Upper endoscopy revealed diffuse macronodular changes in the distal duodenum (Figure 1). Because of this very unusual endoscopic picture, various polyposis syndromes and enteropathies were considered, as well as benigne lymphonodular hyperplasia (Herman’s syndrome) . However, the pathohistology of the small bowel biopsies revealed the real nature of the disease: the presence of Giardia lamblia trophozoites in the mucosa, chronic mucosal inflammation with eosinophilia and reactive lymphoid follicles (responsible for the macronodularity of the mucosal surface on endoscopy).
Figure 1: Endoscopic appearance of distal duodenum with diffuse mucosal macronodularity.
Informed consent to report this case was obtained.
Giardiasis is the most common water born parasitic infection of the human intestine with highest prevalence in developing countries. Chronic, neglected giardiasis without gastrointestinal complaints is an unusual cause of growth retardation. Extra-intestinal manifestations, failure to thrive and cognitive deficiencies have been reported as longterm sequelae of Giardia infections [4-7]. In our patient, documented partial GH deficiency was acquired as consequence of chronic small bowel inflammation and malabsorption and central hypothyroidism, all of which suggest pituitary dysfunction. Poor cognitive and verbal skills and partial hearing loss could also be attributed to giardiasis in such circumstances. Deficiencies of micronutrients (e.g., iodine, iron and zinc) that are essential for thyroid hormone synthesis play important roles in neuronal development and metabolic activity, neuronal arborization, myelinization and the emergence of brain networks [8-10]. Malabsorption and consequent malnutrition caused by giardiasis have been shown to affect anthropometric measures [9,10]. The clue of diagnosis was the peculiar appearance of distal duodenum mucosa and pathohistological investigation.
Although Giardia is a non-invasive parasite, post-giardiasis chronic inflammatory syndrome is likely to include immunologic components. Giardia infection tends to be self-limiting in individuals with competent immune systems. In contrast, immunodeficient patients are prone to invasive and systemic forms of the disease .
Herein we present an unusual case of severe growth failure overwhelming body mass deficiency and mimicking complex endocrine disorder. The case is very intriguing and instructive and emphasizes specificity of neglected Giardiasis with consequences on growth and development, without abdominal complaints. Peculiar endoscopic picture is shown and pituitary dysfunction is documented.
We reported an unusual case of severe growth failure accompanied by poor cognitive, verbal and hearing skills caused by long-term giardiasis that probably began during infancy, a critical period for growth and development. Multihormonal acquired pituitary dysfunction was suspected and confirmed.
Supported by a grant from the Ministry of Science of Republic of Serbia No 31060.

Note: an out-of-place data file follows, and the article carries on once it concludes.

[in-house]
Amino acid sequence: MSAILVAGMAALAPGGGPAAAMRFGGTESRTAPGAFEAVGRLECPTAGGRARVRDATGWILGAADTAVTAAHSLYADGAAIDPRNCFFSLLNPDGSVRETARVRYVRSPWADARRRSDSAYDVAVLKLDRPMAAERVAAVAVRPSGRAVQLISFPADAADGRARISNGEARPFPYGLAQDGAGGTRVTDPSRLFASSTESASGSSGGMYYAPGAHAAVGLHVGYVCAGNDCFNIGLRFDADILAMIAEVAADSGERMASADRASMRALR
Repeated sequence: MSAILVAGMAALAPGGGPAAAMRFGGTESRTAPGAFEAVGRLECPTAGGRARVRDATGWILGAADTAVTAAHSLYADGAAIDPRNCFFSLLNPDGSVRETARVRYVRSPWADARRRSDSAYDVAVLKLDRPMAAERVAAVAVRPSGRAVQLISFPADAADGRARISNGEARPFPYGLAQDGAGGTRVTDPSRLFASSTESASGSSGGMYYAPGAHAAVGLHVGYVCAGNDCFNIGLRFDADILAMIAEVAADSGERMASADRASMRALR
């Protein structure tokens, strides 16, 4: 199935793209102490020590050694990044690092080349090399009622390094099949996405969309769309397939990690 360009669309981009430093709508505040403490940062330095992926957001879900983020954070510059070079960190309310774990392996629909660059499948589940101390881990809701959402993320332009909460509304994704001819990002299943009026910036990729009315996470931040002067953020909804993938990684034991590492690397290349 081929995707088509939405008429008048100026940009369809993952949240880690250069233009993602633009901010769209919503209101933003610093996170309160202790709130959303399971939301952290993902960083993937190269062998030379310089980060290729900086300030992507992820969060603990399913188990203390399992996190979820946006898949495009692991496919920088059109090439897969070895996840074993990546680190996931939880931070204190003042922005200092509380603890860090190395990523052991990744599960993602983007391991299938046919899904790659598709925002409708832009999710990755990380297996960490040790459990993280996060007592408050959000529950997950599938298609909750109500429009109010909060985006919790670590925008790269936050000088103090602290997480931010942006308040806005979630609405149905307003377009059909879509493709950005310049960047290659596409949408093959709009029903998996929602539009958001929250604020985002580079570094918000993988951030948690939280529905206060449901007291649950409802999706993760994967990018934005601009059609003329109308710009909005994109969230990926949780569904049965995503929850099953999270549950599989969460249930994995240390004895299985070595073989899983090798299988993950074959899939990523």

- GH Research Society. Consensus guidelines for the diagnosis and treatment of growth hormone (GH) deficiency in childhood and adolescence: Summary Statement of the GH Research Society. GH Research Society. J Clin Endocrinol Metab. 2000; 85: 3990-3993.
- Hysby S, Koletzko S, Karponay-Szabo IR, Mearin ML, Phillips A, Shamir R, et al. European society for pediatric gastrenterology, hepatology and nutrition guidelines for the diagnosis of coeliac disease. J Pediatr Gastroenterol Nutr. 2012; 54: 136-160.
- Albuquerque A. Nodular lymphoid hyperplasia in the gastrointestinal tract of adult patients. World J Gastroinest Endosc 2014; 6: 534-540.
- Halliez M, Buret AG. Extra-intestinal and long term consequences of Giardia duodenalis infections. World J Gastroenterol. 2003; 19: 8974-8985.
- Solaymani Mohammadi S, Singer SM. Giardia duodenalis: The double edged sword of immune responses in Giardiasis. Exp Parasitol. 2010; 126: 292-297.
- Tsourdi E, Heidrich F, Winzer M, Rollig C, Kirsch C, Meinel J et al. An exotic cause of exudative enteropathy. Am J Case Rep. 2014; 15: 226-229.
- Gardner TB, Hill DR. Treatment of giardiasis. Clinical Microbiology Reviews. 2001; 14: 114-128.
- Saranac L, Zivanovic S, Bjelakovic B, Stamenovic H, Novak M, Kamenov B. Why is the thyroid so prone to autoimmune disease? Horm Res Pediatr. 2011; 75: 157-165.
- Farthing M, Mata L, Urutia J, Kronmal R. Natural history of Giardia infection of infants and children in rural Guatemala and its impact of physical growth. Am J Clin Nutr. 1986; 43: 395-405.
- Berkman D, Lescano A, Gilman R, Lopez S, Black M. Effects of stunting, diarrhoeal disease, and parasitic infection during infancy on cognition in late childhood: a follow-up study. Lancet. 2002; 359: 564-571
- LoGalbo P, Sampson H, Buckley R. Symptomatic giardiasis in three patients with X-linked agammaglobulinaemia. J Pediatr. 1982; 101: 78-80.
Citation: Saranac L, Djuric Z, Stojsic Z, Milenovic A and Lazarevic D. Severe Growth Failure in a Prepubertal Boy: What is Behind the Scene?. Austin J Endocrinol Diabetes. 2016; 3(3): 1046. ISSN : 2381-9200